Once he dissevered the flourishing hippie scene, Kruz started sending bands from Vancouver to perform in Victoria. “The energy there was amazing. I never heard a band complain about playing a show in Victoria.”

Another highlight from the summer of 1967 was a Victoria concert by The Doors at Memorial Arena, around the time Light My Fire began its climb to the No. 1 spot on U.S. radio. Parfitt said there are many such stories.

“I got tired of hearing people say, ‘I remember when …’ and not having a way to back it up. Now there is with this presentation. It’s a historical entity filled with local lore.”

Beacon Hill Park features prominently in Victoria hippie history — more than many residents remember, in fact.

Local groups booked to perform at one of the park’s Love-Ins included Blues X Five, the most popular local act of the era. That brought out thousands of kids, and drew the ire of authorities. “No permits, no permission, no nothing” is how Parfitt explained the creation of the event, which made the front page of the Victoria Daily Times on May 1, 1967. It was reported in the paper that as many as 2,000 “pensioners, parents and hippies” attended..

The biggest complaint by authorities, according to the paper, was traffic congestion. “It all went well,” Parfitt said. “But come Monday morning, the park authorities were not impressed. They were livid that these guys had come in and did what they did without permission. Meanwhile, the public sentiment of all that had gone on was: ‘This was a great thing.’ Through a series of meetings with city council, it was determined that these were popular events and the city should take control of this and run it in organized fashion.”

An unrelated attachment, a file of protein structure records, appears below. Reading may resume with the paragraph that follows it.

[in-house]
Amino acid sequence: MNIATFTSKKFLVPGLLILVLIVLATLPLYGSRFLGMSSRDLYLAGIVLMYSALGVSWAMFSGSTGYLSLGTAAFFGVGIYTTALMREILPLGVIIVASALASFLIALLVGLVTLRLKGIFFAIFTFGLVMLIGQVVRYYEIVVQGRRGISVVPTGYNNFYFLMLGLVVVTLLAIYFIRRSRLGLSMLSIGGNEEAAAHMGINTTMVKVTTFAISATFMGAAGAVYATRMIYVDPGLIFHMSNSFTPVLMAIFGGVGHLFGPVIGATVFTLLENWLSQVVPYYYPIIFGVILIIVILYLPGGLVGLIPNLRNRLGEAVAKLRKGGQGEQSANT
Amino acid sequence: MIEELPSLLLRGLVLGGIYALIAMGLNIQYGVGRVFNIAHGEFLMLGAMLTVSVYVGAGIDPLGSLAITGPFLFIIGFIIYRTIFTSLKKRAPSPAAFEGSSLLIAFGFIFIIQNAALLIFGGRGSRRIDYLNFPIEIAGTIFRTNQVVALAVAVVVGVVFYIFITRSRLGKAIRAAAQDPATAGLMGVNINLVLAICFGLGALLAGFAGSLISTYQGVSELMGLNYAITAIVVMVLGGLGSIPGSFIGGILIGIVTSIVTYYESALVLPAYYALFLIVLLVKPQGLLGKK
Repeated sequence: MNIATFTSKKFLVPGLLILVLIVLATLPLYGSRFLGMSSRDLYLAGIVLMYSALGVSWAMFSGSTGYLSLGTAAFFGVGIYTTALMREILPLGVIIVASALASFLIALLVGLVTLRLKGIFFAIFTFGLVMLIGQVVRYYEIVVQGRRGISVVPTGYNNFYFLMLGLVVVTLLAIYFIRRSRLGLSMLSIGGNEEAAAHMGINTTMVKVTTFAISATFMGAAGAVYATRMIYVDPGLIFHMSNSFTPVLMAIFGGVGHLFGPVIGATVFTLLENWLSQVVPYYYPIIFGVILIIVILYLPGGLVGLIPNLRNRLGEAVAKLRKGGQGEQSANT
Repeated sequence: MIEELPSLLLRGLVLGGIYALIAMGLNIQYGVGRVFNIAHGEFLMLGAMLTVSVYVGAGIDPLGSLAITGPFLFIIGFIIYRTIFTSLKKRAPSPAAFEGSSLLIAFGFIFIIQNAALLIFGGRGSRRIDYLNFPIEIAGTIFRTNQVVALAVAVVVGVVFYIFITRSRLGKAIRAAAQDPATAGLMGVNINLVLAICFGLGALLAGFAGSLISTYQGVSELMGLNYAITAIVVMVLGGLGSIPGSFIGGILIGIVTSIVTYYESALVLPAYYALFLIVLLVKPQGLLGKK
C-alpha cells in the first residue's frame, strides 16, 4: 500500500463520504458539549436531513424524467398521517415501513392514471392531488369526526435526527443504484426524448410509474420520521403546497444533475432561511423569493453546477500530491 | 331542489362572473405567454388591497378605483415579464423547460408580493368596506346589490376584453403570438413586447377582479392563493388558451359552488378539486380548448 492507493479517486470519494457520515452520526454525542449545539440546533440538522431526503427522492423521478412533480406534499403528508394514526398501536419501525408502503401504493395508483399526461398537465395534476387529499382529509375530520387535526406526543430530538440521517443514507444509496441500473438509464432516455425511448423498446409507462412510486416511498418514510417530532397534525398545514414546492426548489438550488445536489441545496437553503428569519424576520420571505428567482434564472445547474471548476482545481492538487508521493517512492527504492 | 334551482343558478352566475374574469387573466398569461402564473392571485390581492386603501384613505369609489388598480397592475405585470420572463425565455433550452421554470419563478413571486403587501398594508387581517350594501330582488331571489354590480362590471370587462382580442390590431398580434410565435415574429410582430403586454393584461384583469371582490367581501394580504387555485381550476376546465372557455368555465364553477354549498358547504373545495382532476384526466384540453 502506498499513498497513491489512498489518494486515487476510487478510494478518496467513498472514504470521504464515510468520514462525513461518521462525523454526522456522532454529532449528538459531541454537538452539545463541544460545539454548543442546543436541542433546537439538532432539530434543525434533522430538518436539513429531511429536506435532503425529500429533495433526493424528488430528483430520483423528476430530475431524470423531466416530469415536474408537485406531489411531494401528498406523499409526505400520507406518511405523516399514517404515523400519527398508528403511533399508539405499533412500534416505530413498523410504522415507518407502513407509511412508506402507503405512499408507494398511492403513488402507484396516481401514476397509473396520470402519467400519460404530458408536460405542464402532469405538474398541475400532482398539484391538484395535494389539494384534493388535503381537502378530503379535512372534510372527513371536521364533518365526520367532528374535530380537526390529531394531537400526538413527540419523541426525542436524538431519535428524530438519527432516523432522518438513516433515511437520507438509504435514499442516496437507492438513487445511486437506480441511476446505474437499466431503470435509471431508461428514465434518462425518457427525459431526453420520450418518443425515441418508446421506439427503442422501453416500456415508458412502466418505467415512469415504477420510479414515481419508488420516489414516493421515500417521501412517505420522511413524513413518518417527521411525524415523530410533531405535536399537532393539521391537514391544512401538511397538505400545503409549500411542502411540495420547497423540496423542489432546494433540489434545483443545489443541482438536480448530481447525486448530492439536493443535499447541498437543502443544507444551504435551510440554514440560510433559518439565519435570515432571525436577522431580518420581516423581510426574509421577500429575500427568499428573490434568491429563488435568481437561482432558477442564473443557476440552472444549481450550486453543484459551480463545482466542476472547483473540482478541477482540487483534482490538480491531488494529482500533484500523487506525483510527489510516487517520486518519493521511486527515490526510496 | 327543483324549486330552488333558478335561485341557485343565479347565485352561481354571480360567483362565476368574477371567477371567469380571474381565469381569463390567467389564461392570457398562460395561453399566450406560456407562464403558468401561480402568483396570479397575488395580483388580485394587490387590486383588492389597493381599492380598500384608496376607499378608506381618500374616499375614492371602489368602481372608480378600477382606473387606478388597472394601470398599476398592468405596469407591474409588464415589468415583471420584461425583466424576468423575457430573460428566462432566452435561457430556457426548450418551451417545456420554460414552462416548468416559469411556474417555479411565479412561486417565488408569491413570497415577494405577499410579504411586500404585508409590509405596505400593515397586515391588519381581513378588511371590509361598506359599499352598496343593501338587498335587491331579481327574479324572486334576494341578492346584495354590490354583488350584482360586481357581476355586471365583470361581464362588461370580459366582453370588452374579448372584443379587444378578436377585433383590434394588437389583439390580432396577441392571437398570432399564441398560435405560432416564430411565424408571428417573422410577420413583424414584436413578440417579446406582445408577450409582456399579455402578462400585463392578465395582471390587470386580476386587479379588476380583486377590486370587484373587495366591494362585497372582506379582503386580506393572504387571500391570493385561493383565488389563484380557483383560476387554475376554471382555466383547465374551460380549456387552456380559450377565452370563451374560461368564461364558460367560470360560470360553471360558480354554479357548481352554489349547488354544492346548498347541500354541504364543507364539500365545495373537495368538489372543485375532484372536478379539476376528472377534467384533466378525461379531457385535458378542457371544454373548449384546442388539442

A second event held at the same location on May 14 was subject to much regulation. It is now cited as the reason why public events at Beacon Hill Park either don’t take place or are highly regulated.

Lynn Curtis, now 75, was one of the hippies who organized the Beacon Hill Love-Ins, along with similar events at Bastion Square and Centennial Square. “The police would sometimes come to Bastion Square and arrest somebody, but our reaction to that — as young hippies — was to send flowers to the police chief every Monday morning. That was a good one, I thought. He didn’t like us too much.”

Victoria never saw the violent clashes between hippies and the establishment that San Francisco and even Vancouver did, but the relationship was no love-in. “The edges around the water fountain at Centennial Square were made rough because the police wanted to stop the hippies from smoking weed on there,” Parfitt said. “They put a surface on there that made it uncomfortable, so they wouldn’t hang around.”

Back then, Curtis was the news editor of the University of Victoria’s newspaper, The Martlet, and in 1966, co-founded the Victoria Youth Council. The organization was at the heart of the city’s “inter-generational conflict,” according to Curtis, and often drew fire from officials who misunderstood its intentions.

The council occupied a house at 1527 Amelia St., out of which the Victoria Cool Aid Society was born. The idea to support youth who had run away from “oppressive” parents came from the heart, Curtis said, and was a model for change in the city.

The Summer of Love came at a time of great change in Victoria, according to Curtis, who was active as a hippie, following his release from the military, from 1965 until 1967. “Those three years seemed like two decades to me, even at the time. So much was happening.”

Curtis, who now lives in Duncan, will be in attendance Tuesday, along with several of his fellow hippies who were united during the Summer of Love. Their presence is a big reason why Parfitt has put together his event. Soon, some of this living history will be lost.